Cut Line From Cup to Couples
A decade of majors: Last week's PGA Championship was the last major this decade, 40 Grand Slams that defined a Hall of Fame career (Tiger Woods) and defied logic and conventional wisdom (Y.E. Yang, Rich Beem, Todd Hamilton, et al).
Among Cut Lines personal highlights was the 2005 Masters and Woods chip that still seems perched on the lip of the cup at the 16th hole; 2008 U.S. Open and Rocco Mediates spirited tilt at the games most-imposing windmill; 2009 British Open because Tom Watson made us all believe; and the 2001 PGA where David Toms proved you dont have to hit the ball 320 yards to be a big winner.
Don Hodgskin: He never won a Tour event, doesnt play much golf these days and, truth be told, made his professional way in the world teaching tennis. Yet once a year the energetic fifty-something is every bit the major champion.
Every Aug. 18, Hodgskin can be found running the Veterans Golf Tournament at a central Florida layout, an emotional tribute to Hodgskins brother, James, who died fighting in Vietnam on Aug. 18, 1969.
The golf, lunch and drinks are free for any veteran who can show up and swing a club. Weve got one guy who fought in World War II, Hodgskin smiled last Tuesday at Orlandos Dubsdread Golf Club. I can live on this the rest of the year.
And the 200 or so who participated in the event cant wait until next year.
Made Cut ' Did not finish (MDF)
Solheim Cup: Its impossible not to notice that the LPGAs biggest event tees off this weekend near Chicago missing many of the games biggest stars.
Excluded by geography from the weeks matches are five of the top 10 players in the Rolex Womens World Rankings, including Nos. 1 and 2 Lorena Ochoa (Mexico) and Yani Tseng (Taiwan), respectively.
Its not as though the event has an embarrassment of historical riches, the first Solheim Cup was played in 1990, nor much of a competitive resume, the U.S. is 5-0 at home in the matches. Adding the rest of the world to the mix guarantees the worlds best will play and some competitive balance.
Wanted: Top players, regardless of passport.
Hazeltine National: Maybe Dave Hill was onto something, smiled one player as he walked off the course last week in middle Minnesota.
Hill famously quipped during the 1991 U.S. Open at Hazeltine that, All you need is 80 acres of corn and some cows.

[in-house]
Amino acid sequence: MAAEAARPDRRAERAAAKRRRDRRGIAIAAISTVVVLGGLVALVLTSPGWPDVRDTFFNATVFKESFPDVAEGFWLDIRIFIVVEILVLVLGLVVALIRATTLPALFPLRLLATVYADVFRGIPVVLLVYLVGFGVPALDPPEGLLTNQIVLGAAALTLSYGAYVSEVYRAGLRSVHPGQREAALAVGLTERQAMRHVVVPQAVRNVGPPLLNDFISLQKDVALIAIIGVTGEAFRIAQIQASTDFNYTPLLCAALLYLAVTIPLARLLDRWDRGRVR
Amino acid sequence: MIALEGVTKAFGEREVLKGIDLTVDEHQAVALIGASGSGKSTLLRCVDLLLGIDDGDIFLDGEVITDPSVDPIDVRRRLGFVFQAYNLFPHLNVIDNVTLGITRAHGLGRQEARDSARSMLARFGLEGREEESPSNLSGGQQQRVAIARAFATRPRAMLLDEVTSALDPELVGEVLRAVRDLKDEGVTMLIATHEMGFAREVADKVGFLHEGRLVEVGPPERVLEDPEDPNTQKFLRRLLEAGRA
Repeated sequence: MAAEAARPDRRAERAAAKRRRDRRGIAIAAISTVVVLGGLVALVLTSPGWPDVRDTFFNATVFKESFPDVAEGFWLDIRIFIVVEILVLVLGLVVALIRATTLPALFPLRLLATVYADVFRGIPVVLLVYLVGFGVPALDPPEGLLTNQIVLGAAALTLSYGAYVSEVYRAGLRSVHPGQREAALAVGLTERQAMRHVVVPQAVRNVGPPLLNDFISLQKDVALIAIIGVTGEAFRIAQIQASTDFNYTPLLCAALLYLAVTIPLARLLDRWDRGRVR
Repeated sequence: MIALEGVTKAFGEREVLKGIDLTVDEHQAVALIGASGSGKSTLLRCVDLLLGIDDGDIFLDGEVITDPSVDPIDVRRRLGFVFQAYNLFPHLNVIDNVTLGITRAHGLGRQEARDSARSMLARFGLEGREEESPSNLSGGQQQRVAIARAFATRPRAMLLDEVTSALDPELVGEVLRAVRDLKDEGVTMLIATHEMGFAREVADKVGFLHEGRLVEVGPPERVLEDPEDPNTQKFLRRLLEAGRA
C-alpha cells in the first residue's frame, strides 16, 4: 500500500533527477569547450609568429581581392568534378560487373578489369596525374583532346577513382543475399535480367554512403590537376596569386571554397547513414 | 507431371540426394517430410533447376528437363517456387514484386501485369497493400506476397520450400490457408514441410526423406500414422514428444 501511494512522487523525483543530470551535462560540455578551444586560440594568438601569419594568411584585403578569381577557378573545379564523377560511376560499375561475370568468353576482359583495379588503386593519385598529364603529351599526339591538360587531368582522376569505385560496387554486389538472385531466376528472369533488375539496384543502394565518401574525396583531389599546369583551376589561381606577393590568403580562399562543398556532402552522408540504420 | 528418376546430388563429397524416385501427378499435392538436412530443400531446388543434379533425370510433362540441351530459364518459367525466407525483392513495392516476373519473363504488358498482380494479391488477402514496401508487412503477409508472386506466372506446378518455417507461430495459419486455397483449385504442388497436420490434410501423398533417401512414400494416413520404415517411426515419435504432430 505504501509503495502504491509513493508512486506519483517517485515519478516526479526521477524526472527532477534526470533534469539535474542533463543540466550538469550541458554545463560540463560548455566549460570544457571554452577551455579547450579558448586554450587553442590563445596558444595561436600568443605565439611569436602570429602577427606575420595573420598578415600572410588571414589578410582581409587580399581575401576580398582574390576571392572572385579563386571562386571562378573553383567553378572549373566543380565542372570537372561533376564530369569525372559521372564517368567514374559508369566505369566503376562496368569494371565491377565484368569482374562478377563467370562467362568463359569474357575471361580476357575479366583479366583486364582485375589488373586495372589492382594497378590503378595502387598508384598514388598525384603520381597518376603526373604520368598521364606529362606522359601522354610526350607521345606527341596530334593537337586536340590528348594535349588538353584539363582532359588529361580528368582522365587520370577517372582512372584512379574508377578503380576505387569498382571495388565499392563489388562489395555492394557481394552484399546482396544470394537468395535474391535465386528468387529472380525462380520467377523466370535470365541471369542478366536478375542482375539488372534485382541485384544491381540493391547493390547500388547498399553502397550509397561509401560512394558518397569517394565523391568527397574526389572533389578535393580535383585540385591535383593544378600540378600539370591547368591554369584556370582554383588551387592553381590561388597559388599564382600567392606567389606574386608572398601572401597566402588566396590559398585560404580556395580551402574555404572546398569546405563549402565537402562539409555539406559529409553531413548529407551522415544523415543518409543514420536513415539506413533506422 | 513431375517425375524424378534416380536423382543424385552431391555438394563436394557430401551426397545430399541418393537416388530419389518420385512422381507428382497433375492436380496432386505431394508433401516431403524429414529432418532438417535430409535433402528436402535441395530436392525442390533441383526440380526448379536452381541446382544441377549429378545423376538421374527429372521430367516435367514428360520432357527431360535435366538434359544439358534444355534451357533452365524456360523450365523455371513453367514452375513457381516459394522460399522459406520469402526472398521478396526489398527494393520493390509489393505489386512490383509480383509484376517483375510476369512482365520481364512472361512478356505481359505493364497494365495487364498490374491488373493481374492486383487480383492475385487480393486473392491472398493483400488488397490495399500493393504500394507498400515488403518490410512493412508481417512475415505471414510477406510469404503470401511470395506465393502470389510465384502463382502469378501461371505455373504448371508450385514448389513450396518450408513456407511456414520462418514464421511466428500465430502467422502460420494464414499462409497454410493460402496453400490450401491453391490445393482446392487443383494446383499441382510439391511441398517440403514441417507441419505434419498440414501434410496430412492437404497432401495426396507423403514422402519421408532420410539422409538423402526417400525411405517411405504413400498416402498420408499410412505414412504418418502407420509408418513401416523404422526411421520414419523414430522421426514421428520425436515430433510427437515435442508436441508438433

Geoff Ogilvy also joined the fun, Tweeting: I am thinking we should all pool together and buy the PGA a lawn mower for Christmas.
Perhaps the loudest critique came from Tiger Woods, the Tours E.F. Hutton, who mentioned the layouts bumpy poa greens on numerous occasions, particularly after that 33-putt final round.
Were not saying Woods prompted the extreme makeover, but the club plans to tear up all 18 greens and fairways before the 2016 Ryder Cup comes to Hazeltine in an attempt to rid the layout of the poa infestation. A gentle nudge from the world No. 1 never hurts.
Fred Couples: GolfChannel.com colleague Randell Mell nailed this one down over the weekend at Hazeltine National ' the U.S. Presidents Cup captain said Hunter Mahan is a lock and Lucas Glover is likely to make his team as picks.
Hard to argue with that logic, both are team players and fearless competitors, but what if Brian Gay goes on a tear and wins the first two FedEx Cup events? Or Dustin Johnson? Or Steve Flesch, for that matter?
Boom Boom needlessly backed himself into a corner when he should have taken a page from Paul Azingers captains manual: always take the hot hand.
The Barclays: Not that theres anything wrong with the playoff opener and having Woods sign on this year will be a huge boost, it just seems like a bit of a buzz-kill to have the event at Liberty National. Along the same lines as having sporks at a formal dinner.
After years at storied Westchester, the event moved to the classic layout at Ridgewood last year in New Jersey and was a hit among players. Next year the event shifts to the Donald Ross-designed Plainfield, a must-play gem for anyone who enjoys golf.
Liberty may be a fine course, we hear the views of New York City are postcard ready, but an event searching for an identity would do well sticking with Ridgewood and Plainfield, perhaps the best one-two punch on Tour non-major flight.
Email your thoughts to Rex Hoggard
Suspended Hensby offers details on missed drug test
One day after receiving a one-year suspension from the PGA Tour for failing to provide a sample for a drug test, Mark Hensby offered details on the events that led to his missed test in October.
Hensby, 46, released a statement explaining that the test in question came after the opening round of the Sanderson Farms Championship, where the Aussie opened with a 78. Frustrated about his play, Hensby said he was prepared to give a blood sample but was then informed that the test would be urine, not blood.